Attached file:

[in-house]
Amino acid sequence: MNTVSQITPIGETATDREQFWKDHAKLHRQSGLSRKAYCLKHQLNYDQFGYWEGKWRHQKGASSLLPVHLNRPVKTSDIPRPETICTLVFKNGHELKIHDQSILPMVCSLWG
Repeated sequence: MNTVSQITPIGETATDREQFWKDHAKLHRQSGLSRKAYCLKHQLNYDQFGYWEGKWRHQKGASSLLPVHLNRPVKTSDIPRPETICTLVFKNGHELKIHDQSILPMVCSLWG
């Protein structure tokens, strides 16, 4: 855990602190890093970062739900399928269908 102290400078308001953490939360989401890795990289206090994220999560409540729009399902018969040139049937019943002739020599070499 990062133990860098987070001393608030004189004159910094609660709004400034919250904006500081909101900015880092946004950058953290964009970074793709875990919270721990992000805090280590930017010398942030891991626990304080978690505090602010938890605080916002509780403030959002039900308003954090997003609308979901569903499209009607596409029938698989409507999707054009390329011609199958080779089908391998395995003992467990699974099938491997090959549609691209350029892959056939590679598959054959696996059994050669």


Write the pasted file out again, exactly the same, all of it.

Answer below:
[in-house]
Amino acid sequence: MNTVSQITPIGETATDREQFWKDHAKLHRQSGLSRKAYCLKHQLNYDQFGYWEGKWRHQKGASSLLPVHLNRPVKTSDIPRPETICTLVFKNGHELKIHDQSILPMVCSLWG
Repeated sequence: MNTVSQITPIGETATDREQFWKDHAKLHRQSGLSRKAYCLKHQLNYDQFGYWEGKWRHQKGASSLLPVHLNRPVKTSDIPRPETICTLVFKNGHELKIHDQSILPMVCSLWG
């Protein structure tokens, strides 16, 4: 855990602190890093970062739900399928269908 102290400078308001953490939360989401890795990289206090994220999560409540729009399902018969040139049937019943002739020599070499 990062133990860098987070001393608030004189004159910094609660709004400034919250904006500081909101900015880092946004950058953290964009970074793709875990919270721990992000805090280590930017010398942030891991626990304080978690505090602010938890605080916002509780403030959002039900308003954090997003609308979901569903499209009607596409029938698989409507999707054009390329011609199958080779089908391998395995003992467990699974099938491997090959549609691209350029892959056939590679598959054959696996059994050669």